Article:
Nature's own insecticides_natural bacteria that are toxic to insects, for example_have long been touted as superior to chemical insecticides because it was assumed that bugs would not develop resistance to them.
A scientist at the Department of Agriculture has recently proven that assumption wrong. He has shown that a major pest of stored grain, the Indian meal moth, can become resistant to BT, the most widely used biological insecticide and the main one used to protect stored grain. The moth can become resistant to BT after only four generations of exposure.
BT is the common name for the bacterial species bacillus thuringiensis, a natural species that produces substances toxic to many insects but not to other animals. BT is grown in factories and sold as a mixture of dried toxin and dormant bacterial spores that begin reproducing if sprayed into a moist environment.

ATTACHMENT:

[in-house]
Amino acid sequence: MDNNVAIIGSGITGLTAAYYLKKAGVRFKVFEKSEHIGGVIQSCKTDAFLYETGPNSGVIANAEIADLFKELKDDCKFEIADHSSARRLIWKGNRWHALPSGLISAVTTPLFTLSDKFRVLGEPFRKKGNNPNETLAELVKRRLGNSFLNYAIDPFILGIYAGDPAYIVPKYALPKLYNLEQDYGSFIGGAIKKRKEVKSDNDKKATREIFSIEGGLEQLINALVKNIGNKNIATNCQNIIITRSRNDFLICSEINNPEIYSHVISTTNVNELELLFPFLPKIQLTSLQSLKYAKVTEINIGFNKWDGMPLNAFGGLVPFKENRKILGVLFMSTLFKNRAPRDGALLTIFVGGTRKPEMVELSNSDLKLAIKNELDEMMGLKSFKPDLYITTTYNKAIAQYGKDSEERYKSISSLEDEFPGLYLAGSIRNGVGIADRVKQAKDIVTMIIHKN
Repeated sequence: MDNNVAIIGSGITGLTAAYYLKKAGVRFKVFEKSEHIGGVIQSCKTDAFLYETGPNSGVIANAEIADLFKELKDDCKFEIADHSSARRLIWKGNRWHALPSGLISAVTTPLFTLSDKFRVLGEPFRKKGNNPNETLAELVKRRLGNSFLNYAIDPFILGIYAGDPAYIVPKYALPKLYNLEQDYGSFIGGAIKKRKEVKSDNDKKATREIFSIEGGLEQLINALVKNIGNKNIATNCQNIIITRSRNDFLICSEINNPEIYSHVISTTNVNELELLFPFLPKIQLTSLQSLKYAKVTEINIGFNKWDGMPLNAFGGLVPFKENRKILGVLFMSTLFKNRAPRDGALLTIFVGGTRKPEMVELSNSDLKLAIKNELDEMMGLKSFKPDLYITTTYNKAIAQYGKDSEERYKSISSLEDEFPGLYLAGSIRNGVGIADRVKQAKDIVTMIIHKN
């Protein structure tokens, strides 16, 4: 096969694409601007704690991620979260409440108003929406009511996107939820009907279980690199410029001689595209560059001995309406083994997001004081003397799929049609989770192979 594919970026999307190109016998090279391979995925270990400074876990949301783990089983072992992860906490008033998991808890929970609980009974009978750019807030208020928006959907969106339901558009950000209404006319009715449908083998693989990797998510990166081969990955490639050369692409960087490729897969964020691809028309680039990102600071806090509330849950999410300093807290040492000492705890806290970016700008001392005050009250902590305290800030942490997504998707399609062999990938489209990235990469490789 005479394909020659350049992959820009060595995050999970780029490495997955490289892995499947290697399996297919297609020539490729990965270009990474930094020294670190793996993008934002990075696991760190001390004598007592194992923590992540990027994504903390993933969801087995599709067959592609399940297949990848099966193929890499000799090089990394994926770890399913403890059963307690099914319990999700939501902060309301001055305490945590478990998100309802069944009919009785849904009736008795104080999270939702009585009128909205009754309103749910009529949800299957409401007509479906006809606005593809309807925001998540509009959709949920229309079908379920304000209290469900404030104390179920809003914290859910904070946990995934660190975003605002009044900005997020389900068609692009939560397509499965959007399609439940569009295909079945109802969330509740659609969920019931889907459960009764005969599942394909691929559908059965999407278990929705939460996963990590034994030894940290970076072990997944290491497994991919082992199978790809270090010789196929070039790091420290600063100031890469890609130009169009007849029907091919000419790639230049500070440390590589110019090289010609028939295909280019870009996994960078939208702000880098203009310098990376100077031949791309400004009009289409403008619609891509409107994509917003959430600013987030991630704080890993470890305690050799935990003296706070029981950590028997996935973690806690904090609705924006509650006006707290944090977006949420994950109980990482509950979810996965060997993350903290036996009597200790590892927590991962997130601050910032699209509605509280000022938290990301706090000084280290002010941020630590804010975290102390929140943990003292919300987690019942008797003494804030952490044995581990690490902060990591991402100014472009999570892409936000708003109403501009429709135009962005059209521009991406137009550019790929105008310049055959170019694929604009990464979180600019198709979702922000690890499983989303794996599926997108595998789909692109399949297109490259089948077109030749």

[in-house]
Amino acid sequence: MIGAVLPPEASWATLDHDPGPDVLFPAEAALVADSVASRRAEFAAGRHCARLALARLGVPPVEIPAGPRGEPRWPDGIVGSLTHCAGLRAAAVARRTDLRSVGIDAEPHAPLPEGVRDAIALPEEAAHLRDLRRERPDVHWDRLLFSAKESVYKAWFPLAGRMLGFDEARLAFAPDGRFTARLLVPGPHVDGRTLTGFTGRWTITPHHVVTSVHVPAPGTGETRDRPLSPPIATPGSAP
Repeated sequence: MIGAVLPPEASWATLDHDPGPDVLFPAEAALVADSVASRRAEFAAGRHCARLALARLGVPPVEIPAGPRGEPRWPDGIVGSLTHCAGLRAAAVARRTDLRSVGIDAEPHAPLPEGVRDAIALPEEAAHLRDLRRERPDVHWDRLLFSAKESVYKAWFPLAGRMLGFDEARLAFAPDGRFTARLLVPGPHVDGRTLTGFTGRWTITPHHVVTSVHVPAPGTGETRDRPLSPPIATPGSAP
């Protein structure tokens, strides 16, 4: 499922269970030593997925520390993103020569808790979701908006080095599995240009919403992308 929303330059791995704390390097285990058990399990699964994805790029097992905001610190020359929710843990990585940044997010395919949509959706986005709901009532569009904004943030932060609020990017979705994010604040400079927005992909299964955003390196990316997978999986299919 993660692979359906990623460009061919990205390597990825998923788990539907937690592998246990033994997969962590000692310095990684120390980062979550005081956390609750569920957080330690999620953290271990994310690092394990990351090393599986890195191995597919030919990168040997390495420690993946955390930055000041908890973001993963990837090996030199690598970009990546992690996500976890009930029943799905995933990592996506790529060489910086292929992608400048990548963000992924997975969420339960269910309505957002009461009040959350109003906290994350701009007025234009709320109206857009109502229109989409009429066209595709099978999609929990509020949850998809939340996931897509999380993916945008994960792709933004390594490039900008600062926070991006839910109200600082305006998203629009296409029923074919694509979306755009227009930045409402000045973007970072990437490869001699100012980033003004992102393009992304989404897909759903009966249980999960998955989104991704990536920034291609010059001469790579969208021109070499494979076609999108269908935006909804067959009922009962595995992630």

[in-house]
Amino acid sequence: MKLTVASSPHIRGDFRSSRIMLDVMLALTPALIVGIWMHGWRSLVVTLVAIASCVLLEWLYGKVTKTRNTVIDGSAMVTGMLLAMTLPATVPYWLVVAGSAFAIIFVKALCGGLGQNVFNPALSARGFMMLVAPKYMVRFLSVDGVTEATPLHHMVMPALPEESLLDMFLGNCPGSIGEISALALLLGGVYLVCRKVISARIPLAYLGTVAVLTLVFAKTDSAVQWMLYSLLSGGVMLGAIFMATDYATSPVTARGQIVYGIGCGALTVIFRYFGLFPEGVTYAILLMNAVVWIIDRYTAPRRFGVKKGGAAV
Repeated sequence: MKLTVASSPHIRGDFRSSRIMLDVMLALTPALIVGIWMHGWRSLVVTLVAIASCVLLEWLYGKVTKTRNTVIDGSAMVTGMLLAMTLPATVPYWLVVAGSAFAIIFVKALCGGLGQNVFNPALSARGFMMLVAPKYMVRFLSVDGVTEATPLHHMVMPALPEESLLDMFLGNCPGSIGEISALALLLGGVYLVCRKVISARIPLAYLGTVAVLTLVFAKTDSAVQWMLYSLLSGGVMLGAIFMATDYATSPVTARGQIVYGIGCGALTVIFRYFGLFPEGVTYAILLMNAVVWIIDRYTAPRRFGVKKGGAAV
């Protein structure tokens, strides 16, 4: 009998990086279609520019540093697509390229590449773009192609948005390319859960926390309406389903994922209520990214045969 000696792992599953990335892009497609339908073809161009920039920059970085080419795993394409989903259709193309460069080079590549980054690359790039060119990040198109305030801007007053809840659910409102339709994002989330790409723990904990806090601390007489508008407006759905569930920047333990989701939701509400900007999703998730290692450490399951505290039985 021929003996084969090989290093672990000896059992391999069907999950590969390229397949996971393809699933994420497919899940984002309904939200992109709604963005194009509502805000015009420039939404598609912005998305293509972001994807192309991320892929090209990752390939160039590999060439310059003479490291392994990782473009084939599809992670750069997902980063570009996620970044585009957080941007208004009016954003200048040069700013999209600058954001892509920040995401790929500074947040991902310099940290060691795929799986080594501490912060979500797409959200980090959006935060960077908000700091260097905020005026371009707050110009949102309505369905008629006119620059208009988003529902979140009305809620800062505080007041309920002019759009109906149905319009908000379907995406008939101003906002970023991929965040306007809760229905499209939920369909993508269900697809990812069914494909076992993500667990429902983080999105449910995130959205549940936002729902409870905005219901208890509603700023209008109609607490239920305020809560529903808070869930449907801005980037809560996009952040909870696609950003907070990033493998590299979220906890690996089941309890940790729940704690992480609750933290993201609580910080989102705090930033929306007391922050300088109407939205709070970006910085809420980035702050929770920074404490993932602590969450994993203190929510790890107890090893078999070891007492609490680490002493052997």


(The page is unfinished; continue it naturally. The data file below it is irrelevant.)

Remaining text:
Previous tests of BT resistance relied on inbred laboratory strains of insects, which did not become resistant. William H. McGaughey of USDA's Grain Marketing Research Laboratory in Manhattan, Kan., tested wild strains of insects and found the opposite.
He fed a colony of the moths' larvae food laced with BT. Only 19 percent survived. When they reproduced and ate the same diet, 44 percent survived. In the third generation, survival went up to 63 percent. Of the fourth generation, 82 percent survived -- roughly the survival rate among meal moths given no insecticide at all.